Impact of Receiver on In-Band Crosstalk-Induced Penalties in Differentially Phase-Modulated Signals

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  • ABSTRACT

    The impact of optical receiver configuration on in-band crosstalk-induced penalty has been investigated in both theoretical and experimental analyses, for differential phase-shift keying (DPSK) and differential quadrature phase-shift keying (DQPSK) signals. Previously it has been shown that DPSK signals are ~6 dB more tolerant to in-band crosstalk than on-off keying (OOK) signals. However, we find that the tolerance difference between the two signals is reduced to ~3 dB when the decision threshold of the receiver is optimized to minimize the bit-error rate for each signal. Then we derive simple equations for the in-band crosstalk-induced penalty in DPSK and DQPSK signals with two different optical receiver configurations: balanced and single-ended direct-detection receivers. We confirm that the penalties obtained from our simple equations agree well with the measured results.


  • KEYWORD

    In-band crosstalk , Phase-shift keying (PSK) , Balanced detection , Single-ended detection

  • I. INTRODUCTION

    In-band crosstalk could be one of the main factors limiting the performance of wavelength-division-multiplexed (WDM) transport networks [1-8]. This crosstalk could be generated, for example, at imperfect optical add-drop multiplexers, or by double Rayleigh backscattering in distributed Raman amplified systems [3-8]. To estimate the scalability of such WDM transport networks, it is important to evaluate accurately the power penalty induced by in-band crosstalk. However, the impact of in-band crosstalk on the system’s performance depends on the modulation format [4-7]. For example, it has been reported that differential phase-shift keying (DPSK) signals are ~6 dB more tolerant to in-band crosstalk than on-off keying (OOK) signals [4]. However, in this comparison of two modulation formats, the effect of optical receiver configuration was not taken into account. It is well known that the in-band crosstalk-induced penalty of OOK signals can be reduced using an optimized decision threshold at an optical receiver [1]. On the other hand, there is no difference in a system’s performance between optimized and fixed threshold conditions for DPSK signals, when a balanced direct-detection receiver is used [9]. Thus, we could expect that the 6-dB difference in the in-band crosstalk tolerance of DPSK and OOK signals could be reduced by simply optimizing the decision threshold of the receiver. In this paper, we derive simple equations for the estimation of power penalties induced by in-band crosstalk for differentially phase-modulated signals (which could be received with a cost-effective direct-detection scheme), for two different optical receiver configurations: a balanced detection, and a single-ended detection. Our equations enable us to simply calculate the in-band crosstalk-induced penalties. Then, we show that the power penalties obtained by our equations agree well with experimental data.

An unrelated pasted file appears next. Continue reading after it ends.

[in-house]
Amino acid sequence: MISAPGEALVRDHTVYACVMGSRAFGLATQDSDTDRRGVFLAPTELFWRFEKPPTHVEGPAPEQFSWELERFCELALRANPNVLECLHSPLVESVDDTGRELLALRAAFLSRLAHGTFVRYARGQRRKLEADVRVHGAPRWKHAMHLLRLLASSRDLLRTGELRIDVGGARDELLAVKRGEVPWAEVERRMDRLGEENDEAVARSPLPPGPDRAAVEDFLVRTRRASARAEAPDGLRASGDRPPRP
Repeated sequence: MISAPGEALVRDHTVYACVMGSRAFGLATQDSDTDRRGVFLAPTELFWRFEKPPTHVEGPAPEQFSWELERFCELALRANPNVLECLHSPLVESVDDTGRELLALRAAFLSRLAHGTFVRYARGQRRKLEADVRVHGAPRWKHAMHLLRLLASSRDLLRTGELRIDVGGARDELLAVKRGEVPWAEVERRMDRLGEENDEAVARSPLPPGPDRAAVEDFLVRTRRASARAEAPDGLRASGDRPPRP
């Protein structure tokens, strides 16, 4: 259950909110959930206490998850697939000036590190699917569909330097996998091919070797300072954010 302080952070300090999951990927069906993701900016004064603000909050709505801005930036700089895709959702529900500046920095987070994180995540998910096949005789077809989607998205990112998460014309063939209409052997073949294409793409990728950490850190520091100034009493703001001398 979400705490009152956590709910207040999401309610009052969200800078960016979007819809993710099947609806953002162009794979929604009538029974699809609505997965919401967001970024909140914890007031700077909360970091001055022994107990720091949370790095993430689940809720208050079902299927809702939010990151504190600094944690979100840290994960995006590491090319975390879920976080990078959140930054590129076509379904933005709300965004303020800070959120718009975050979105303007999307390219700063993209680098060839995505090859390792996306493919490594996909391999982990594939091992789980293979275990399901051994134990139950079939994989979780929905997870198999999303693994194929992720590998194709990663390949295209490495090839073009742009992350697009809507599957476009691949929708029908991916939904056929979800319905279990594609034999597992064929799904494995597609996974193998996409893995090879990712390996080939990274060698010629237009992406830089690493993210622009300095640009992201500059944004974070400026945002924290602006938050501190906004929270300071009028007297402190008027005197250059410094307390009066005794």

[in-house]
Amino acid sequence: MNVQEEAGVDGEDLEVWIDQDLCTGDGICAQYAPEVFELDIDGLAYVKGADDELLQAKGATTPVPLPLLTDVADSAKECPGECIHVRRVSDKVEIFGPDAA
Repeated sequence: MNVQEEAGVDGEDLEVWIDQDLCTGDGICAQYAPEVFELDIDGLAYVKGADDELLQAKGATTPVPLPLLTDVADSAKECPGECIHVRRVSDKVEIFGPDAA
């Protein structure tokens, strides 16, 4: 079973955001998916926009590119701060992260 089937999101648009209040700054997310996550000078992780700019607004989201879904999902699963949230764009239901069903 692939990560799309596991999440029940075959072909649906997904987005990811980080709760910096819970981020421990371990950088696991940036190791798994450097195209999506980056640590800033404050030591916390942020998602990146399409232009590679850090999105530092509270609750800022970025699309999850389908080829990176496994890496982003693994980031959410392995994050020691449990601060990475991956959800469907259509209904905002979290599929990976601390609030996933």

II. IN-BAND CROSSTALK-INDUCED PENALTIES

    In OOK signal transmission systems, the sensitivity penalty induced by in-band crosstalk may be estimated using the following equation: